Green marketing 101

Marketers may have to attend Greenwashing seminars and classes if they want to learn the do’s and don’ts on how to use green words in their advertisings.

All over the world, public advocates are scrutinizing every green word in marketing and advertising and this summer alone found major companies such as tire manufacturer Goodyear in Australia, and in the UK, oil company Shell, accused of greenwashing.

Another one brewing in Australia is within the beverage industry. According to this article from, beer producer Coopers Brewery has been accused by the Australian consumer advocate group CHOICE of greenwashing. The group filed a complaint to the Australian Competition and Consumer Commission (ACCC), the article reported.

Coopers’ slogan for its beer: “Australia’s greenest beer”, “Big beer. Tiny footprint.”

CHOICE voiced out that Coopers doesn’t provide the reassurance of third-party certification, or support its claims with much evidence. When they asked the company about its green practices, CHOICE claimed that Coopers cannot provide comparable data on how it was performing in relation to other beer manufacturers in Australia.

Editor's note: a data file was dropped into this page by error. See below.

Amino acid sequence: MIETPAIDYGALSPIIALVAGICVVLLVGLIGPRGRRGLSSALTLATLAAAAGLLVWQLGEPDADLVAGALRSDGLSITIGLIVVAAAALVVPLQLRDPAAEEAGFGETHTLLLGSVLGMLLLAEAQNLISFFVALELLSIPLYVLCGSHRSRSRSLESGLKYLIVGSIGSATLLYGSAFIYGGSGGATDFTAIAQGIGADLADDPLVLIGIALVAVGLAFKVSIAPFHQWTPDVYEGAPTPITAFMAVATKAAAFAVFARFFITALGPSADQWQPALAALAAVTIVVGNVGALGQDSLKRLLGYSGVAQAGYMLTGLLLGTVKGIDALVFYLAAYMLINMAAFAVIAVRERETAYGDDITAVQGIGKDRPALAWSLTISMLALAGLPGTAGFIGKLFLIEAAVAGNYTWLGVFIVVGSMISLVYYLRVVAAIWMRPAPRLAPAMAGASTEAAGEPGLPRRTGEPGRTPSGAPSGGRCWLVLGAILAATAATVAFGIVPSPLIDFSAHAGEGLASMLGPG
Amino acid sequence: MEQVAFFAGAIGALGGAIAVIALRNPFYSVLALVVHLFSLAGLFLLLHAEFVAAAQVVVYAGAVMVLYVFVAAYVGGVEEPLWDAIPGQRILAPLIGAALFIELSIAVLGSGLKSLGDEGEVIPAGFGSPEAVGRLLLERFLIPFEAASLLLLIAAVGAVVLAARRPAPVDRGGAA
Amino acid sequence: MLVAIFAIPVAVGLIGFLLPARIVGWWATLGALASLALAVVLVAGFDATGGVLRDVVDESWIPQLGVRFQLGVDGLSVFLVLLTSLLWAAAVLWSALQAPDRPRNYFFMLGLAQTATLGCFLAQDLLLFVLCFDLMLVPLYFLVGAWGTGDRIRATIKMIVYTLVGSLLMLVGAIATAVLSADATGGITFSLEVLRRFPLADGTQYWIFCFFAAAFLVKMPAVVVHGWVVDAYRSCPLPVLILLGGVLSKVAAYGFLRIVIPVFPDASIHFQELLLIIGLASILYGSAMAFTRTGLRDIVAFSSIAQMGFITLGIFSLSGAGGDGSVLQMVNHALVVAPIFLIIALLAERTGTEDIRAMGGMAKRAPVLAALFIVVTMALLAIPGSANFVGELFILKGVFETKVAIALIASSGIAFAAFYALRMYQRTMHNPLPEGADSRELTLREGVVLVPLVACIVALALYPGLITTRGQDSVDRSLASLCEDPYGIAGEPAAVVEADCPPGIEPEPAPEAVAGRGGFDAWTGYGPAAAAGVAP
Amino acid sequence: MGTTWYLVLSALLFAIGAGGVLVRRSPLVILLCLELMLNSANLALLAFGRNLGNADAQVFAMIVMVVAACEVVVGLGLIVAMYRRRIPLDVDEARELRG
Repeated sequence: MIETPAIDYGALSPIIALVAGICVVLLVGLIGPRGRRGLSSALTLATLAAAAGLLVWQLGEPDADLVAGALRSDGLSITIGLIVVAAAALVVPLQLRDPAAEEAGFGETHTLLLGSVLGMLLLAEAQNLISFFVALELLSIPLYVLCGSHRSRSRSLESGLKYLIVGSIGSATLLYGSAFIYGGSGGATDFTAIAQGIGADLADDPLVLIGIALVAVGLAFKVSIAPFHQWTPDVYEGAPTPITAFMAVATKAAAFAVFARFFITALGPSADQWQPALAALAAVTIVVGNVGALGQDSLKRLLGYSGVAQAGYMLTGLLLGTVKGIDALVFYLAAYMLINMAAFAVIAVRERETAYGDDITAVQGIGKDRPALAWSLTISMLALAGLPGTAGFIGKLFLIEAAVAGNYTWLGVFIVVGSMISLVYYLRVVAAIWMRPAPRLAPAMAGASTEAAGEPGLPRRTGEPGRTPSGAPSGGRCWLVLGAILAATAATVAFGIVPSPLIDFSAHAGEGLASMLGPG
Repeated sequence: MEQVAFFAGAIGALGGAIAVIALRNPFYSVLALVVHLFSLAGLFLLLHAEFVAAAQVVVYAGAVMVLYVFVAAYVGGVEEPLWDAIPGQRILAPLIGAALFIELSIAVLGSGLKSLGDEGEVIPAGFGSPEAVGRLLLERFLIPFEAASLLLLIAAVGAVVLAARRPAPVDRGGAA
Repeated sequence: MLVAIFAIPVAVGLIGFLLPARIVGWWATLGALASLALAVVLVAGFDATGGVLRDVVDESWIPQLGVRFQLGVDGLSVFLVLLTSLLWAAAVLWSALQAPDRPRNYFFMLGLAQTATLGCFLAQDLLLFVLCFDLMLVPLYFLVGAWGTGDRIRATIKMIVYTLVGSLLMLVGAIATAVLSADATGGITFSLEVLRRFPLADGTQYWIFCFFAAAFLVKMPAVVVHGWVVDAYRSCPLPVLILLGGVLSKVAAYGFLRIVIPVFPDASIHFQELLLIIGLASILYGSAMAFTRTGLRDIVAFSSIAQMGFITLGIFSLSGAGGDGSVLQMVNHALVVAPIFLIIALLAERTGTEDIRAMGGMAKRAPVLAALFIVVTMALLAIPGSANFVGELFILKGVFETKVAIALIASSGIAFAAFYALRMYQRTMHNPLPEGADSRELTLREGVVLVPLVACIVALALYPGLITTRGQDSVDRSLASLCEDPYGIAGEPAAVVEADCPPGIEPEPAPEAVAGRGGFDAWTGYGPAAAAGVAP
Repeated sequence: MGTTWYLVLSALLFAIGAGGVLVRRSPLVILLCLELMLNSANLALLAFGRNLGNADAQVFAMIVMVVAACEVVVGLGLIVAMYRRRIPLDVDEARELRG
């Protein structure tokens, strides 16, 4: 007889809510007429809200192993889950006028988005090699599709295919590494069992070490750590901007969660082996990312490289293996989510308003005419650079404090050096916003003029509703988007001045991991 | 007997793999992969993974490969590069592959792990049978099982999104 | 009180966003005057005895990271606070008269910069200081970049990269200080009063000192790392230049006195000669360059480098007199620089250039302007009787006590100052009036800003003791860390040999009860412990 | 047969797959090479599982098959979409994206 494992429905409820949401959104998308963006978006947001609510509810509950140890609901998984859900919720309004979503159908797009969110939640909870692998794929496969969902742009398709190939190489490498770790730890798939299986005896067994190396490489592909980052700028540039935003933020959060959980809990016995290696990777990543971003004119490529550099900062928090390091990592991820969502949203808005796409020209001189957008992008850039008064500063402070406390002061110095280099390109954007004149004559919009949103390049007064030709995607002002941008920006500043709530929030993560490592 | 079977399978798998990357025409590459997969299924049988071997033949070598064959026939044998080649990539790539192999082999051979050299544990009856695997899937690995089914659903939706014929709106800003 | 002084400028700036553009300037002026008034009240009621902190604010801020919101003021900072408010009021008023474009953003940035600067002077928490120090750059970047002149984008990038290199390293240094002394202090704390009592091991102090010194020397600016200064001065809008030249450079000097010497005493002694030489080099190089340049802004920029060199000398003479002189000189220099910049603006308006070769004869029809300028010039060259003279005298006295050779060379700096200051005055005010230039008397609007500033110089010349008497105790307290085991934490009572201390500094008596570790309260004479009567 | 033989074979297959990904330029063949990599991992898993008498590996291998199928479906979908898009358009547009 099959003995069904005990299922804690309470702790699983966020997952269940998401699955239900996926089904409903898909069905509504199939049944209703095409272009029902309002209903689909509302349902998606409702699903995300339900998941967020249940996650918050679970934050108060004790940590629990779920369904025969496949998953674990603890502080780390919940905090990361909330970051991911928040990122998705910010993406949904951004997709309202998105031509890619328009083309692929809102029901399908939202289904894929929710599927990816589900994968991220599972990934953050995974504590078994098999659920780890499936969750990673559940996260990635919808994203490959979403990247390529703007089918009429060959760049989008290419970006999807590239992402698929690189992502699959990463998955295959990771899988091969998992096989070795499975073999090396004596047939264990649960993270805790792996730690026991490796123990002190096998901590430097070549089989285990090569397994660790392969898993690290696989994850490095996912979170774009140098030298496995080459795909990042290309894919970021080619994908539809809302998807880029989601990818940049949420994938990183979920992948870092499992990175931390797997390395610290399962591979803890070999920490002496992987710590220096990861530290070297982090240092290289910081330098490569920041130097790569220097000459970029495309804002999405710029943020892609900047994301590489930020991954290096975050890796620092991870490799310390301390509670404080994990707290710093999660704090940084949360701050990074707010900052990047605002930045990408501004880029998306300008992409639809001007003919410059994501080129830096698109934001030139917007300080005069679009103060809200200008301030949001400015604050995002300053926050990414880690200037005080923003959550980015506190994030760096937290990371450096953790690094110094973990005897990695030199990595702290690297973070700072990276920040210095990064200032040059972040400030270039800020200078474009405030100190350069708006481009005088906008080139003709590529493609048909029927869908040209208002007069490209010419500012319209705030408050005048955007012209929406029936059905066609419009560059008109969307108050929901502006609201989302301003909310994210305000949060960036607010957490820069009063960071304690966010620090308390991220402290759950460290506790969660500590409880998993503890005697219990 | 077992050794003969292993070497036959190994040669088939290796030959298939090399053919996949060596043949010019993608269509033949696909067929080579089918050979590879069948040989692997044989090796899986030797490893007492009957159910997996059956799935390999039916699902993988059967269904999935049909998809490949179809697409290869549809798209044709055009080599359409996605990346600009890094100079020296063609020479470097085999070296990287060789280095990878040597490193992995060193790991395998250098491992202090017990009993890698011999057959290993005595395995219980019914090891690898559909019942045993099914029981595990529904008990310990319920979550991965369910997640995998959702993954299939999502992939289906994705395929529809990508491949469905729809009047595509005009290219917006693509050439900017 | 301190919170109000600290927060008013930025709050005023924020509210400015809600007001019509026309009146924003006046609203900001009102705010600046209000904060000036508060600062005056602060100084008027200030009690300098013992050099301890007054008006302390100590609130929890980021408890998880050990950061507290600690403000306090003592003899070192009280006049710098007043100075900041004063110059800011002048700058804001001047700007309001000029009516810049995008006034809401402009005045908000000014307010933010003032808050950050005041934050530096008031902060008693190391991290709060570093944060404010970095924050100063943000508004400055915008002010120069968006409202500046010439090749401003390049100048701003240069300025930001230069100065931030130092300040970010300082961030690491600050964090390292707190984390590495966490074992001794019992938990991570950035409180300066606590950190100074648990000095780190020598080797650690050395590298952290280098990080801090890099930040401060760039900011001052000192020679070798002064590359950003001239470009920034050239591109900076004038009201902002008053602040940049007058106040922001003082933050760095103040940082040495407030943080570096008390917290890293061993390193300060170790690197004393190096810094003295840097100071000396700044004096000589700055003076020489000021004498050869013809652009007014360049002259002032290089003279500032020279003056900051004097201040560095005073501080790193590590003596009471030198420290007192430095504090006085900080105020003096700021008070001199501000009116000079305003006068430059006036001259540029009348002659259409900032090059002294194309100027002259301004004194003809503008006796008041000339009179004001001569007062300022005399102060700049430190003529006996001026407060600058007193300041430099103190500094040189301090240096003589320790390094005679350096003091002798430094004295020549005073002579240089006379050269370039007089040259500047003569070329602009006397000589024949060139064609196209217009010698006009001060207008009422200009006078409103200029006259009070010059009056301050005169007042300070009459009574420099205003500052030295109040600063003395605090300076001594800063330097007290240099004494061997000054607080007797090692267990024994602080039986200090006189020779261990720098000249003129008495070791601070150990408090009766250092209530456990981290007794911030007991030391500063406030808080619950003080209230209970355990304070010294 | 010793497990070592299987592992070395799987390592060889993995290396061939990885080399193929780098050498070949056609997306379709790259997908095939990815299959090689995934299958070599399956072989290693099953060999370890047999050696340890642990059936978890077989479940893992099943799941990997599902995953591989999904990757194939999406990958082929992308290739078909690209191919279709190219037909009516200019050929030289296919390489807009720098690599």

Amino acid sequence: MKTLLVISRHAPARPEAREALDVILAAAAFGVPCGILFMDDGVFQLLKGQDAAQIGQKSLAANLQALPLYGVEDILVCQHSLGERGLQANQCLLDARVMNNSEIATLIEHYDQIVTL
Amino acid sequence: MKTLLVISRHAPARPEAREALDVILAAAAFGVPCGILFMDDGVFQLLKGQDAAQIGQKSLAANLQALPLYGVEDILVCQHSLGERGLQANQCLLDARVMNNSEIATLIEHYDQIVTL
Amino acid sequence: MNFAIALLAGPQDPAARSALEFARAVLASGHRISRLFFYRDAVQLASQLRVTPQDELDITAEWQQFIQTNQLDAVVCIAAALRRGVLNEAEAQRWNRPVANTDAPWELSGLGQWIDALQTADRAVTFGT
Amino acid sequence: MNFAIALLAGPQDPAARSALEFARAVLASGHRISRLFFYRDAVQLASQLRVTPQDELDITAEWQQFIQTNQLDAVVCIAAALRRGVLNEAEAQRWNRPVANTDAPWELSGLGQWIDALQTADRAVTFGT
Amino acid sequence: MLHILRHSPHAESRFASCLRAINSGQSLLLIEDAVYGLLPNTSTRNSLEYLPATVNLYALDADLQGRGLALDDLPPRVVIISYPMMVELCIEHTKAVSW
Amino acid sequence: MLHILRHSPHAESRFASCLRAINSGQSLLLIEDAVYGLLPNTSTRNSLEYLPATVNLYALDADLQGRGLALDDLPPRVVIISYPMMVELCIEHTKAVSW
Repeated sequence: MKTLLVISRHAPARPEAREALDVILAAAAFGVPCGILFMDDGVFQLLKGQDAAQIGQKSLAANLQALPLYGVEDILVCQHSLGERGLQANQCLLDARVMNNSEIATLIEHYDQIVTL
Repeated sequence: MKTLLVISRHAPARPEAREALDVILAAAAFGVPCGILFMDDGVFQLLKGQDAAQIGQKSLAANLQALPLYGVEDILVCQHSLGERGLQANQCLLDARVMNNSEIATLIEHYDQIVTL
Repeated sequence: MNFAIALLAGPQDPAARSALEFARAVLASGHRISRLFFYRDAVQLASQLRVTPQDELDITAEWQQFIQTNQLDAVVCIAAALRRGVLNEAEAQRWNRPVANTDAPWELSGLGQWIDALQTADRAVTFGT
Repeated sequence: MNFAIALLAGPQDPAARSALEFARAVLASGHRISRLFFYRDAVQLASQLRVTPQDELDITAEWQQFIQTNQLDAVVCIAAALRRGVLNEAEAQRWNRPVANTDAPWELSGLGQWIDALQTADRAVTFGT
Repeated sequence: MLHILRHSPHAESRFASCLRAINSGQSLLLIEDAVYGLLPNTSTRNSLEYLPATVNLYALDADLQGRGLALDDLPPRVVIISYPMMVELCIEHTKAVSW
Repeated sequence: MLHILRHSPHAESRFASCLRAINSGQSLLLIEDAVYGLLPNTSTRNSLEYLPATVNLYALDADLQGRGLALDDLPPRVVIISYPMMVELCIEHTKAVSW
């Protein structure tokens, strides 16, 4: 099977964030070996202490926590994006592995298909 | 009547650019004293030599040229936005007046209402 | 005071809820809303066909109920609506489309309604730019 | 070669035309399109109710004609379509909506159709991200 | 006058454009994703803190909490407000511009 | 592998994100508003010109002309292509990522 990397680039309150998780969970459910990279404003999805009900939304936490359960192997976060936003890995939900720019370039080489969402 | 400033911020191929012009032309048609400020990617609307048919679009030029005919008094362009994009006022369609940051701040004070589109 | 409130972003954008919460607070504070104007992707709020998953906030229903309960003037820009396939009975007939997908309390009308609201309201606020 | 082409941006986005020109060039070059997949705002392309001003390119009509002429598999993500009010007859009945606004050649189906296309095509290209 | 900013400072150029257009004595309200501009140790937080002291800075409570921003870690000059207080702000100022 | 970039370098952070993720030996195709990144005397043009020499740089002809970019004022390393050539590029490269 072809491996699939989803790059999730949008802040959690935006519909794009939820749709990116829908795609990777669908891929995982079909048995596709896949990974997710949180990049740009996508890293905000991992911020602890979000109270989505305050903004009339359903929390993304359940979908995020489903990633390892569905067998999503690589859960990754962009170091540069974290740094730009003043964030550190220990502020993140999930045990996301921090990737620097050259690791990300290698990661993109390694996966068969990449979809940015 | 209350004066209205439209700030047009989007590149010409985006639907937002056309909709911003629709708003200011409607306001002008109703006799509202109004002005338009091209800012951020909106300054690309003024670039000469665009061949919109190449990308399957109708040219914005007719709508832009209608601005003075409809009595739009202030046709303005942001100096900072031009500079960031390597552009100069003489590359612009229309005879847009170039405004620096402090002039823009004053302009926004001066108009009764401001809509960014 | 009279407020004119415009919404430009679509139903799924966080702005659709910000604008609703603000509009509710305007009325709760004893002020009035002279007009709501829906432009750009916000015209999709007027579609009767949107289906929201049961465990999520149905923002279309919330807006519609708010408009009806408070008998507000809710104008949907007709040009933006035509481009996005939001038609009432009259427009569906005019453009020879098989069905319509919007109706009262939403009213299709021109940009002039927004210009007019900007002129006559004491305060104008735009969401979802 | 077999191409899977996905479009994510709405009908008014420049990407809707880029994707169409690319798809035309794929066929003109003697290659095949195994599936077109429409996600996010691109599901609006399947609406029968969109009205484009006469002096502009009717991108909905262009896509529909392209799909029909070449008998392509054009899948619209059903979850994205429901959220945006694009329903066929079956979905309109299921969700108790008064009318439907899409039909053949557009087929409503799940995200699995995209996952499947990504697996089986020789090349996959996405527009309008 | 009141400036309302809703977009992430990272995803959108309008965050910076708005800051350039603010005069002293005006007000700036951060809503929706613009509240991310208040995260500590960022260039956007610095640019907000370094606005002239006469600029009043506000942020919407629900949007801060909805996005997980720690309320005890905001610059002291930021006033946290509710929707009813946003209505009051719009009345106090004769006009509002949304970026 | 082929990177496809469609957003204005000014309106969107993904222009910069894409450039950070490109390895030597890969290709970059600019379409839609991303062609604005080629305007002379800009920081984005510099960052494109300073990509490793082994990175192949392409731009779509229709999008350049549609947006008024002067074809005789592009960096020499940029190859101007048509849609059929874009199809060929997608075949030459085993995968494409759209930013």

“Months after we first spotted its footprint advert, Coopers said it is just now in the process of measuring their footprint. Where does this leave the consumer who wants to drink enviro beer? The marketing might be cute and clever, but don’t lap up a green claim unless it’s backed up with reliable evidence,” CHOICE said.

Here are other eco-beer slogans in Australia. So far, they passed CHOICE’s green approval.

  • Cascade Green “100% carbon offset”, “Beer of the earth.”
  • Barefoot Radler “Carbon neutral”, “Treading softly on the planet.”

In another industry and here in the US, cleaning products producer Clorox has also been hit by marketing and labeling complaints although not from a green group but from its major competitor, SC Johnson.

According to the Council of Better Business Bureau’s National Advertising Division (NAD), SC Johnson is challenging Clorox’s claims that its Green Works product line works as well as traditional cleaners.

The NAD said Clorox should discontinue or modify their claims as based on their testing, the natural-based cleaners “do not perform as well as all cleaners on the toughest grease and does not kill germs as many traditional cleaners do.”

Definitely not a good news for Clorox especially when its Green Works line is widely being promoted by the retail giant Wal-Mart. The product line also has the endorsement of the green group Sierra Club.

Clorox said it disagreed with the NAD’s findings but will not appeal the decision.
addthis_pub = ‘greenchicgeek’;

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